Many of the parents here in Silicon Valley have had to struggle to get where they are, and they naturally value material success. And when you can have an efficient and balanced environment such as we have, and a culture that  brings the whole child into the educational process, and not just their will power and their brain, it can look a little suspicious to them at first, if they’re consumed by anxiety about the child’s chances of getting into Harvard – even though we can hold our heads high when it comes to our graduates’ successes.

Our supportive culture frees a child to do extraordinarily well. I’ve seen kids who were extremely introverted and fearful, and who weren’t thriving in the highly competitive cultures of other schools, come to us and blossom, to a point where they are respected, accepted, and naturally part of the group.

I’m sure that we will reach a tipping point in this country where parents will awaken to the simple truth that we’ve demonstrated for 45 years, that kids can be highly successful at school and be happy at the same time.

 

Happiness & Success at School

Living Wisdom School of Palo Alto is overjoyed to announce the publication of a new book: Happiness & Success at School.

Our director, Helen Purcell, says, “It’s a wonderful book and fun to read. I hope that all parents who are seeking an education for their children that includes a balance of academic excellence and the development of indispensable personal qualities that will help to ensure their success in school and for all their lives will read this book.”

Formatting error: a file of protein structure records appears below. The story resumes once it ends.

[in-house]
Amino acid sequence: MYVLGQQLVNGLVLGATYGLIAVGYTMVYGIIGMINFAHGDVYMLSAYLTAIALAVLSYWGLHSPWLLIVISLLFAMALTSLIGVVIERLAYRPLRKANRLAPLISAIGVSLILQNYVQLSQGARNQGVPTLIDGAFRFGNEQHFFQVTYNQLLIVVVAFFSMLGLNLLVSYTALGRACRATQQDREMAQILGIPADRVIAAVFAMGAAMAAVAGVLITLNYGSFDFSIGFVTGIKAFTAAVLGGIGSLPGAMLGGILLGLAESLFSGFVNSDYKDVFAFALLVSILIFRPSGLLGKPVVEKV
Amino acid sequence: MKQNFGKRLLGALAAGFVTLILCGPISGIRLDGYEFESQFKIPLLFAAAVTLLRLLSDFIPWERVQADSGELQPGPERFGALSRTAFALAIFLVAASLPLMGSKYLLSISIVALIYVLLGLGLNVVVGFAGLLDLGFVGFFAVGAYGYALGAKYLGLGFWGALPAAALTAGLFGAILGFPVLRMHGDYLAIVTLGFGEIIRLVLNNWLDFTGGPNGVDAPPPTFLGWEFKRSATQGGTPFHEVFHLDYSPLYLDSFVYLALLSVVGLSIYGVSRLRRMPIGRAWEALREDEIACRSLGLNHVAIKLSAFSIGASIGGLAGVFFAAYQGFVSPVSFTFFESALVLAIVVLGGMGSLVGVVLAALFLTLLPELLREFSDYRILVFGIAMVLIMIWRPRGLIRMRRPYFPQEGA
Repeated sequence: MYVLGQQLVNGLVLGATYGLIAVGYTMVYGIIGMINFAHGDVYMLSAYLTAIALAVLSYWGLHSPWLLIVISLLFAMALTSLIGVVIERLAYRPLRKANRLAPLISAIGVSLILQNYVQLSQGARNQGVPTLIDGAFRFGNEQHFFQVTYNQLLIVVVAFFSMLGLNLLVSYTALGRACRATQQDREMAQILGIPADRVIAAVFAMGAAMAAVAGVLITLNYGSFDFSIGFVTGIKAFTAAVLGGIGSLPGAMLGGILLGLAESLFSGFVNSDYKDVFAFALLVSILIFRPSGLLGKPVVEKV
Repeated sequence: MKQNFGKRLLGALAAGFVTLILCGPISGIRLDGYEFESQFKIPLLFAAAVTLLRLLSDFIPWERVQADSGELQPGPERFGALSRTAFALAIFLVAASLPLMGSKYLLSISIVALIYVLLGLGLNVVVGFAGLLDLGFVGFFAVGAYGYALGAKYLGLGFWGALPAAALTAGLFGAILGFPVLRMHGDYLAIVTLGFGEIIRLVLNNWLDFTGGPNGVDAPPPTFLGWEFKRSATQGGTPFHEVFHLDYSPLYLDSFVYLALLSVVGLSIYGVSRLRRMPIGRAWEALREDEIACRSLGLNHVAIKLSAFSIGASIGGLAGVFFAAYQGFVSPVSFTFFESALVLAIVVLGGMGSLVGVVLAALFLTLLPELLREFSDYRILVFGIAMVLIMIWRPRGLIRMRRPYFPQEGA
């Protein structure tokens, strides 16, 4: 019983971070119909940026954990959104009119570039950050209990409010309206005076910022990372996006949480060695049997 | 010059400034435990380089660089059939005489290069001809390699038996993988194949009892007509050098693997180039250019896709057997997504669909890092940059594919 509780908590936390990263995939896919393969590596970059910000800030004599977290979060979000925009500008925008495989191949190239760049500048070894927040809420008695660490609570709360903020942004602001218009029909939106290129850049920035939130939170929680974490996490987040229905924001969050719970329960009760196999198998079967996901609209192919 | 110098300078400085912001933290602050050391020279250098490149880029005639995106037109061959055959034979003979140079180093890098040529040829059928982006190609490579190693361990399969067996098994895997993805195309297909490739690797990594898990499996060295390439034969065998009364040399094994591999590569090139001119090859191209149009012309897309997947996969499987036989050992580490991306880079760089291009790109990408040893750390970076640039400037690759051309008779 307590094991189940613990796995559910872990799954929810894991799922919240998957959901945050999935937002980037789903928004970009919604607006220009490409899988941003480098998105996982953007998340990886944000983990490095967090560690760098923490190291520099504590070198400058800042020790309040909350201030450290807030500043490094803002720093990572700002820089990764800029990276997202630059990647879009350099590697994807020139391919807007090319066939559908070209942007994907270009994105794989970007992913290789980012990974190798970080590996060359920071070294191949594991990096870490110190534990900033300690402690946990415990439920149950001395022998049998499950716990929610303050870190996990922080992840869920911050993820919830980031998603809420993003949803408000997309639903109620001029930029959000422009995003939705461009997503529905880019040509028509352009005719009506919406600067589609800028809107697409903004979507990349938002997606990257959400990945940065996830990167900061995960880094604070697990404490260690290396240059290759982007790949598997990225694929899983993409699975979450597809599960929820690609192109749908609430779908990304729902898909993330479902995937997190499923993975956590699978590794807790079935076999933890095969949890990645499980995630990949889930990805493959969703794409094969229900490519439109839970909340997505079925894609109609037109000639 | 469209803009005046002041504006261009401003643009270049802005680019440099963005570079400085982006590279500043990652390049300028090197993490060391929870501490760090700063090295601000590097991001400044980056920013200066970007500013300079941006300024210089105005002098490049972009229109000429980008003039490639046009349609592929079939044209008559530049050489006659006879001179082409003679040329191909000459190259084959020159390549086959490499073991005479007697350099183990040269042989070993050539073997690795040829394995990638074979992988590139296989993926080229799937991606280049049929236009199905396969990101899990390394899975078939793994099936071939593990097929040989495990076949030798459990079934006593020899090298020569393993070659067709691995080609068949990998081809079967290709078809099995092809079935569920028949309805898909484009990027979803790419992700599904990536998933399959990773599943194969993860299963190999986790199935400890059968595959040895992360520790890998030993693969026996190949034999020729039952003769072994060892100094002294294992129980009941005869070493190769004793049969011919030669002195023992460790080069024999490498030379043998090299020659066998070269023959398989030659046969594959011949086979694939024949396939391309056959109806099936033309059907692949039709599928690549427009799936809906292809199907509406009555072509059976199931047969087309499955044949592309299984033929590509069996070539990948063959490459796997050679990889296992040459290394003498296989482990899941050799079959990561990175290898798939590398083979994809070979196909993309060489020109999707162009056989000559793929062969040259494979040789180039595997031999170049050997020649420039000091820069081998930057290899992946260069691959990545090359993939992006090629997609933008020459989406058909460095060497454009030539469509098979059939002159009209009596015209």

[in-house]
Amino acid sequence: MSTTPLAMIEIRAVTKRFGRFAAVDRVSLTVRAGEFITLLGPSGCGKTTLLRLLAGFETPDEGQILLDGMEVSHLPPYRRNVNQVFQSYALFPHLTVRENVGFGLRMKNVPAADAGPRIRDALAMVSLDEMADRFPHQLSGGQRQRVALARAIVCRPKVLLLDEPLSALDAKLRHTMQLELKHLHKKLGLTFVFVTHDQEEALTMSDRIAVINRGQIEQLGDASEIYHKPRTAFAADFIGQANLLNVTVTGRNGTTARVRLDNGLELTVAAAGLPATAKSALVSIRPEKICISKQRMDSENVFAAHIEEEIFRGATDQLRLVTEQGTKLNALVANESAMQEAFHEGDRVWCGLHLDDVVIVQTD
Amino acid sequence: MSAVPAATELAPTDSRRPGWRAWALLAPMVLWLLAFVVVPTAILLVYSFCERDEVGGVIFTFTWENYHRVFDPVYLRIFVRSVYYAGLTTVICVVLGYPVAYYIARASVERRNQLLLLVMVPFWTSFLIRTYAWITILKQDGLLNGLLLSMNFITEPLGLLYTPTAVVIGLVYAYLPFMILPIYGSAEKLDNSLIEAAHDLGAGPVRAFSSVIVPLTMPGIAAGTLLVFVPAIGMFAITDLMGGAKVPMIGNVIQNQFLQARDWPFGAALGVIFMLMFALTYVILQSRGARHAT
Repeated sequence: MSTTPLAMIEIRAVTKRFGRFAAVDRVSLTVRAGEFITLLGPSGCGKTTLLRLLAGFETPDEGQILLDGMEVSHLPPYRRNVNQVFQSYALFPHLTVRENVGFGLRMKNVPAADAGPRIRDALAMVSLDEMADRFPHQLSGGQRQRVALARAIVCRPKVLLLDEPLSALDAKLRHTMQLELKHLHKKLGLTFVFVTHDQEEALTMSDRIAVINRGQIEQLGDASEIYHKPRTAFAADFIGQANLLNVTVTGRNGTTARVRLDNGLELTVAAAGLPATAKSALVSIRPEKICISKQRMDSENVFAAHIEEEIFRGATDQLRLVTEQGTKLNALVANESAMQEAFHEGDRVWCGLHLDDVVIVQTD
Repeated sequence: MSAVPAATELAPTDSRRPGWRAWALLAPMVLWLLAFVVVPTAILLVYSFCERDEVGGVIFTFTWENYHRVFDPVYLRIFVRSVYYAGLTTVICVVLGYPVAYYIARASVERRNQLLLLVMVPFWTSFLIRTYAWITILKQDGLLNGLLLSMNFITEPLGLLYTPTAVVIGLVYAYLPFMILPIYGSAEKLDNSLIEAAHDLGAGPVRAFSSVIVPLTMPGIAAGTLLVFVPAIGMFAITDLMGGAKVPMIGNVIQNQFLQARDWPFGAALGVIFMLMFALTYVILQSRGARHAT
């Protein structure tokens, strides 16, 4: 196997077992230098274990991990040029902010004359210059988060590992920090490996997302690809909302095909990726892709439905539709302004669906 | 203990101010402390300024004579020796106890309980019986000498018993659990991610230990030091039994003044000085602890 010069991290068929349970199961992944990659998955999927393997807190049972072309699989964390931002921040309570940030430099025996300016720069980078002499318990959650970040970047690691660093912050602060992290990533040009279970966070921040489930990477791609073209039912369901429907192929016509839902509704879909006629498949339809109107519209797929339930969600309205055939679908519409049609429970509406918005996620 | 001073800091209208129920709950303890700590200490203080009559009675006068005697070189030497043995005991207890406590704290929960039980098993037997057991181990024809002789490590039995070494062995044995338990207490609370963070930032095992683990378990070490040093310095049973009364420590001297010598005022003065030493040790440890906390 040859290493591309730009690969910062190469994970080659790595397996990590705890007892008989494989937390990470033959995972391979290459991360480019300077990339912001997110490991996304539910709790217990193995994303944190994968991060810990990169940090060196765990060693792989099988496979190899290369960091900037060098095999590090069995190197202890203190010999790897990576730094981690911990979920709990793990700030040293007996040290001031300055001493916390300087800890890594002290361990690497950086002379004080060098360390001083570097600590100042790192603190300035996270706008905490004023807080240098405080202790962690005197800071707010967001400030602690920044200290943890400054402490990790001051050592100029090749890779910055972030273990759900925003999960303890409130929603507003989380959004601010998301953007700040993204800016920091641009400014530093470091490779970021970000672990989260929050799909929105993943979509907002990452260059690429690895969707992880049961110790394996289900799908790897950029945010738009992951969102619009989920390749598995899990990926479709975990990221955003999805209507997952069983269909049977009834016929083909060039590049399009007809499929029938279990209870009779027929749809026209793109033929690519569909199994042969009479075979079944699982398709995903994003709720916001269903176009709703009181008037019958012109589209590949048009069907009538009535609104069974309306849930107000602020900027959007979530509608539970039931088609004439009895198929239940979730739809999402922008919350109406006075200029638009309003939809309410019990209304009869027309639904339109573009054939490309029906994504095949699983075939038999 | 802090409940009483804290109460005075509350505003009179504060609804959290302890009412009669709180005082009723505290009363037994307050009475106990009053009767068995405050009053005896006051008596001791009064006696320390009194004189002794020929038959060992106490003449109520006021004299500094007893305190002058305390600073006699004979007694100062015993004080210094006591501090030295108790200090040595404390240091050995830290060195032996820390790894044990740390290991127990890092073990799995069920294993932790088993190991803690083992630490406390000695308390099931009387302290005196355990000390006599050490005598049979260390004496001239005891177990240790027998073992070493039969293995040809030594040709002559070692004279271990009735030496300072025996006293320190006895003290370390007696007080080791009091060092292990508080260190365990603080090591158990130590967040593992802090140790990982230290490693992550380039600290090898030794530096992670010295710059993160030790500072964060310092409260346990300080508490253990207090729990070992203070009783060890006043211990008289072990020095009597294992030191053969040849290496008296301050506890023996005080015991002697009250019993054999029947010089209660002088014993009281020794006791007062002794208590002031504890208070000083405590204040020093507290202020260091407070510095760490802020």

How to Read Happiness & Success. You can read the chapters online (see table of contents below), download the book as a PDF (62mb), or purchase a copy on Amazon.

Table of Contents

1. Introduction
2. Happiness & Success at LWS: Grades Tell the Story
3. Happiness and Success at Stanford and MIT
4. Happiness and Success in the History of Education
5. Happiness and Success at Harvard
6. Happiness and Success at Google
7. Ancient Secrets of Happiness And Success
8. Happiness and Success in Math Class
9. Happiness, Success, and the Science of Positive Feelings
10. Happiness, Success, and Feelings: a Brief Photo Essay
11. Happiness, Success, and the “Social Brain”
12. How Raw Emotions Interfere with Learning
13. It’s Time We Started Raising Organic Children
14. The Super-Efficient Classroom
15. Two Kinds of Feelings
16. A Conversation with LWS Second Grade Teacher Kshama Kellogg
17. A Conversation with LWS Kindergarten Teacher Lilavati Aguilar
18. How to Improve Schools Using Coaching Principles
19. Bill Aris’s Truth: Happiness and Success in Sports & the Military
20. Success and Happiness: the Love Plant Approach
21. Final Thoughts: On Choosing Your Child’s School